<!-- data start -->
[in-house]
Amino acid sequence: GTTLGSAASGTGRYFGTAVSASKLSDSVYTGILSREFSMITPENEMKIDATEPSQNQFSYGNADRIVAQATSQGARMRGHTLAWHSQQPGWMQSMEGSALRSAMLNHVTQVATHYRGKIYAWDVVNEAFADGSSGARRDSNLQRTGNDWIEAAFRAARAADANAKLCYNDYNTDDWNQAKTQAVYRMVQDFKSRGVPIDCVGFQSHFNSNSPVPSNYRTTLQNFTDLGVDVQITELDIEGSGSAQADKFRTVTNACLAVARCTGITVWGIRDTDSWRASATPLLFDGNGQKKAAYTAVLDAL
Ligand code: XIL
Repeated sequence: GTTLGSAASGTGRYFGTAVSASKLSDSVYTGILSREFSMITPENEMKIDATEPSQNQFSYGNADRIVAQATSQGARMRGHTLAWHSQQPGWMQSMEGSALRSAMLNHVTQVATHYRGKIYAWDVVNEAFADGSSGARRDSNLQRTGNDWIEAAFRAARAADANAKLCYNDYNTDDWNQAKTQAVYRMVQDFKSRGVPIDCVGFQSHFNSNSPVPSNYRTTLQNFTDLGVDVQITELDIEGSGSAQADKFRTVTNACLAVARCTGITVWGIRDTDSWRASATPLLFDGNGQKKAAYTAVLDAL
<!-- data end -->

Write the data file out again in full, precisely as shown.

[in-house]
Amino acid sequence: GTTLGSAASGTGRYFGTAVSASKLSDSVYTGILSREFSMITPENEMKIDATEPSQNQFSYGNADRIVAQATSQGARMRGHTLAWHSQQPGWMQSMEGSALRSAMLNHVTQVATHYRGKIYAWDVVNEAFADGSSGARRDSNLQRTGNDWIEAAFRAARAADANAKLCYNDYNTDDWNQAKTQAVYRMVQDFKSRGVPIDCVGFQSHFNSNSPVPSNYRTTLQNFTDLGVDVQITELDIEGSGSAQADKFRTVTNACLAVARCTGITVWGIRDTDSWRASATPLLFDGNGQKKAAYTAVLDAL
Ligand code: XIL
Repeated sequence: GTTLGSAASGTGRYFGTAVSASKLSDSVYTGILSREFSMITPENEMKIDATEPSQNQFSYGNADRIVAQATSQGARMRGHTLAWHSQQPGWMQSMEGSALRSAMLNHVTQVATHYRGKIYAWDVVNEAFADGSSGARRDSNLQRTGNDWIEAAFRAARAADANAKLCYNDYNTDDWNQAKTQAVYRMVQDFKSRGVPIDCVGFQSHFNSNSPVPSNYRTTLQNFTDLGVDVQITELDIEGSGSAQADKFRTVTNACLAVARCTGITVWGIRDTDSWRASATPLLFDGNGQKKAAYTAVLDAL